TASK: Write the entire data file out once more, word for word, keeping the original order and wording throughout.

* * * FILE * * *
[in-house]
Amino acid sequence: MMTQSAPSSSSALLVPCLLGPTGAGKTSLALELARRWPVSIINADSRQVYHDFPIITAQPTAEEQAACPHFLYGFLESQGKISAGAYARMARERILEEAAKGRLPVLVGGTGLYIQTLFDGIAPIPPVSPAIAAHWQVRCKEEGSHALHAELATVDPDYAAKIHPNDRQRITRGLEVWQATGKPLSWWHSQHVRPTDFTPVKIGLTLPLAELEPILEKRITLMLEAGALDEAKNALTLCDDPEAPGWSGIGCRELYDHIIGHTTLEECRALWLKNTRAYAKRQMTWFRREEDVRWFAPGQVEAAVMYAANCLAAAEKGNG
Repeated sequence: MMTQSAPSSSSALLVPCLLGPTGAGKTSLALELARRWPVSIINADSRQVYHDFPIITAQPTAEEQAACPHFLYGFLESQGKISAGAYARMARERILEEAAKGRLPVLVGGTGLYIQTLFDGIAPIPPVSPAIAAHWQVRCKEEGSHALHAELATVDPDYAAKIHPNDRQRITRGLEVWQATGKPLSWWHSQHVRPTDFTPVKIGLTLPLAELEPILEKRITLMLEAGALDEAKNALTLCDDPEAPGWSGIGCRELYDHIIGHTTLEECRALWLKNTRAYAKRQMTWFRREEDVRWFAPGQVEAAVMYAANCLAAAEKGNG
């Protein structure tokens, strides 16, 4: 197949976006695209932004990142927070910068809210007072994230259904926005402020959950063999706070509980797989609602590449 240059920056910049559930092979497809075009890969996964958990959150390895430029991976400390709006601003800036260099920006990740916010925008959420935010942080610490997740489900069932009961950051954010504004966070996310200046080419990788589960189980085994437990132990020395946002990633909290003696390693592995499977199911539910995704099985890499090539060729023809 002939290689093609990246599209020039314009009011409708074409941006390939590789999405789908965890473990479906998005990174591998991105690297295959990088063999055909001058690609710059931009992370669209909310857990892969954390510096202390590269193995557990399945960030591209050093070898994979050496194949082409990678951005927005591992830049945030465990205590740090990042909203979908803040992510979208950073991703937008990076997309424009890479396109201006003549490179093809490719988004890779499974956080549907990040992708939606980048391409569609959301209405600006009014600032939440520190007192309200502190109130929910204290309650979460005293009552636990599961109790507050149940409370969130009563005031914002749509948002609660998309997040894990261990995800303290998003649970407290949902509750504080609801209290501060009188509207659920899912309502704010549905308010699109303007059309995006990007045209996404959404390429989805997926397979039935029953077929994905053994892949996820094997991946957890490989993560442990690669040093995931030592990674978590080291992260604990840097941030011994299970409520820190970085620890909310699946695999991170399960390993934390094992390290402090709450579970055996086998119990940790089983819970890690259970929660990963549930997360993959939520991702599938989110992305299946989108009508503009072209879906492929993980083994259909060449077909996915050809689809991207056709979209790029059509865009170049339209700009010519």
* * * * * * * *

[in-house]
Amino acid sequence: MMTQSAPSSSSALLVPCLLGPTGAGKTSLALELARRWPVSIINADSRQVYHDFPIITAQPTAEEQAACPHFLYGFLESQGKISAGAYARMARERILEEAAKGRLPVLVGGTGLYIQTLFDGIAPIPPVSPAIAAHWQVRCKEEGSHALHAELATVDPDYAAKIHPNDRQRITRGLEVWQATGKPLSWWHSQHVRPTDFTPVKIGLTLPLAELEPILEKRITLMLEAGALDEAKNALTLCDDPEAPGWSGIGCRELYDHIIGHTTLEECRALWLKNTRAYAKRQMTWFRREEDVRWFAPGQVEAAVMYAANCLAAAEKGNG
Repeated sequence: MMTQSAPSSSSALLVPCLLGPTGAGKTSLALELARRWPVSIINADSRQVYHDFPIITAQPTAEEQAACPHFLYGFLESQGKISAGAYARMARERILEEAAKGRLPVLVGGTGLYIQTLFDGIAPIPPVSPAIAAHWQVRCKEEGSHALHAELATVDPDYAAKIHPNDRQRITRGLEVWQATGKPLSWWHSQHVRPTDFTPVKIGLTLPLAELEPILEKRITLMLEAGALDEAKNALTLCDDPEAPGWSGIGCRELYDHIIGHTTLEECRALWLKNTRAYAKRQMTWFRREEDVRWFAPGQVEAAVMYAANCLAAAEKGNG
């Protein structure tokens, strides 16, 4: 197949976006695209932004990142927070910068809210007072994230259904926005402020959950063999706070509980797989609602590449 240059920056910049559930092979497809075009890969996964958990959150390895430029991976400390709006601003800036260099920006990740916010925008959420935010942080610490997740489900069932009961950051954010504004966070996310200046080419990788589960189980085994437990132990020395946002990633909290003696390693592995499977199911539910995704099985890499090539060729023809 002939290689093609990246599209020039314009009011409708074409941006390939590789999405789908965890473990479906998005990174591998991105690297295959990088063999055909001058690609710059931009992370669209909310857990892969954390510096202390590269193995557990399945960030591209050093070898994979050496194949082409990678951005927005591992830049945030465990205590740090990042909203979908803040992510979208950073991703937008990076997309424009890479396109201006003549490179093809490719988004890779499974956080549907990040992708939606980048391409569609959301209405600006009014600032939440520190007192309200502190109130929910204290309650979460005293009552636990599961109790507050149940409370969130009563005031914002749509948002609660998309997040894990261990995800303290998003649970407290949902509750504080609801209290501060009188509207659920899912309502704010549905308010699109303007059309995006990007045209996404959404390429989805997926397979039935029953077929994905053994892949996820094997991946957890490989993560442990690669040093995931030592990674978590080291992260604990840097941030011994299970409520820190970085620890909310699946695999991170399960390993934390094992390290402090709450579970055996086998119990940790089983819970890690259970929660990963549930997360993959939520991702599938989110992305299946989108009508503009072209879906492929993980083994259909060449077909996915050809689809991207056709979209790029059509865009170049339209700009010519």